Maricopa County Recorder Complains That Following Signature Verification Law Will Require More Work

Maricopa County Recorder Stephen Richer

Maricopa County Recorder Stephen Richer is upset that the court pointed out that signature verification procedures set forth by Katie Hobbs in 2019 when she was secretary of state don’t match the law. Richer alleges that will mean more work.

Richer took to the press to unburden his woes. The county recorder, beset by an unrelenting public scrutiny of election procedures that he translates into constant threats to democracy, told ABC 15 that his office would have to take the extra pains to follow the letter of the law.

“If I had to guess I would say it would result in a lot more curing, meaning we would need to contact the voters and say, hey, your signature doesn’t look like the now only one signature that we have on file for you, that might be from forty of fifty years ago,” Richer said.

The additional responsibility for county recorders became clear after Yavapai County Superior Court Judge John Napper declared in ruling last week that the 2019 Election Procedures Manual (EPM) by Hobbs “create[d] a process that contradicts” the law. That ruling rejected Secretary of State Adrian Fontes’ motion to dismiss an Arizona Free Enterprise Club lawsuit alleging that Fontes’ interpretation and enforcement of signature verification law, which aligned with that of Hobbs, did not match the actual statute’s language.

In response to Napper’s ruling, the press raised alarm among voters in its coverage featuring Richer. Arizonans were warned their early vote may not count because election officials would be required to verify signatures using registration records only, versus signatures from other documents or past ballots. Echoing Richer, their reporting speculated signatures could be rejected en masse due to the signature on file being an older variation, or warped by MVD digitization.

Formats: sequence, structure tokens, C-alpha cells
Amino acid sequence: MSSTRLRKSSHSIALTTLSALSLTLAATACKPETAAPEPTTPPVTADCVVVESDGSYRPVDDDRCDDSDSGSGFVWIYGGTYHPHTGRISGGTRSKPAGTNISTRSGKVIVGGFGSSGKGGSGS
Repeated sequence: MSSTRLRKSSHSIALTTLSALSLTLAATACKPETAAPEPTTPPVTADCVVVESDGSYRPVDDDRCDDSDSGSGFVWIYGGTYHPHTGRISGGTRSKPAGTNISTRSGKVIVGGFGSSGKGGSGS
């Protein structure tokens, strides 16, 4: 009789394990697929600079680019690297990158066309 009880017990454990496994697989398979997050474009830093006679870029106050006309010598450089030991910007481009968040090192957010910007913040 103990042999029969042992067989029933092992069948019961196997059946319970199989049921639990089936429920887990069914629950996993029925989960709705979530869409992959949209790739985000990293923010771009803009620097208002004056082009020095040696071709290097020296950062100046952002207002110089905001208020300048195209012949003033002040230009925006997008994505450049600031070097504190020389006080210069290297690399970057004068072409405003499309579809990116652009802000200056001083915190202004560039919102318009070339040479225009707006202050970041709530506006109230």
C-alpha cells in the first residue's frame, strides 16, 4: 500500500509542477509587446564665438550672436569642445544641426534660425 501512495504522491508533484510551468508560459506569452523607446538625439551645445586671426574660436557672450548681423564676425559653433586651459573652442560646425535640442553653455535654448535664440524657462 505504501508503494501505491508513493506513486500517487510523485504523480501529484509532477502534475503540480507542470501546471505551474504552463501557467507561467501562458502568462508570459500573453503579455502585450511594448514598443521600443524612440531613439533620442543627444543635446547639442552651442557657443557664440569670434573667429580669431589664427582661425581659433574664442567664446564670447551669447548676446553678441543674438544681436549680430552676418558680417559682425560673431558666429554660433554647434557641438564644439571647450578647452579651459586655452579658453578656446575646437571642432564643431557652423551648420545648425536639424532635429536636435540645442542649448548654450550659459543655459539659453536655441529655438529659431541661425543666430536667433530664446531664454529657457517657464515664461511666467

That means for two major elections, an unlawful signature verification process was enforced. Napper reminded Secretary of State Adrian Fontes that he has a “non-discretionary duty” to properly instruct county recorders on lawful vote tabulation.

“[Hobbs’ 2019 EPM] contains an incorrect definition of registration record as does advice from the Secretary of State as alleged in the Complaint. This incorrect definition and instruction currently carry the weight of the law,” said Napper. “As long as the 2019 EPM remains in effect, there is an active and actual controversy between adversaries.”

Much like his predecessor and party peer, Fontes contended that the term “registration record” could mean whatever he wanted it to mean. According to Napper’s rejection of Fontes’ motion to dismiss, Fontes told the court that he wanted “registration record” to mean “all sorts of signed documents in the voter’s history even if they have nothing to do with the act of registering.”

This aversion to the strict adherence of the law presents a paradox: under Fontes’ desired meaning of the term “registration record,” which Richer wants to uphold, election officials would, theoretically, need to take the time to carefully review all signatures ever provided by a voter. If that were to be done, that would take more time and effort than comparing signatures existing within a voter’s registration document(s).

Application of the Hobbs EPM signature verification process has resulted in inconsistent outcomes over the years.

While signature rejection rates skyrocketed under Richer using the Hobbs EPM in Maricopa County, they hardly moved under Fontes. Both resulted in scrutiny, with former Attorney General Mark Brnovich declaring that Fontes was less diligent in application of signature review, and that the entire signature verification system was “insufficient to guard against abuse.”

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